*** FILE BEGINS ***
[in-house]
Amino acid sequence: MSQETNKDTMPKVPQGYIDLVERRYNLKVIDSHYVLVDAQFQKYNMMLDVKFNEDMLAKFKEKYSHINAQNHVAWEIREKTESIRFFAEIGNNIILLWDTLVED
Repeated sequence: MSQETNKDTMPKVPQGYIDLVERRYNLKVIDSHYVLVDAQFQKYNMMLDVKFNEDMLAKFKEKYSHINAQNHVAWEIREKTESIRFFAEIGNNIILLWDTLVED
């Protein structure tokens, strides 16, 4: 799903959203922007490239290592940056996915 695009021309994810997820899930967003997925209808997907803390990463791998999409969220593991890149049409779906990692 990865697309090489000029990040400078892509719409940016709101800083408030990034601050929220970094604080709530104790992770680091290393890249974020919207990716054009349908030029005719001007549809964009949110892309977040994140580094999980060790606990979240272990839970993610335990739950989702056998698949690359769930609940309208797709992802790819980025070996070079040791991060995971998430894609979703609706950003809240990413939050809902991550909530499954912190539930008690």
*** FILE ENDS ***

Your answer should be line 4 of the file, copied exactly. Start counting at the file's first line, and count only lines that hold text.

């Protein structure tokens, strides 16, 4: 799903959203922007490239290592940056996915 695009021309994810997820899930967003997925209808997907803390990463791998999409969220593991890149049409779906990692 990865697309090489000029990040400078892509719409940016709101800083408030990034601050929220970094604080709530104790992770680091290393890249974020919207990716054009349908030029005719001007549809964009949110892309977040994140580094999980060790606990979240272990839970993610335990739950989702056998698949690359769930609940309208797709992802790819980025070996070079040791991060995971998430894609979703609706950003809240990413939050809902991550909530499954912190539930008690």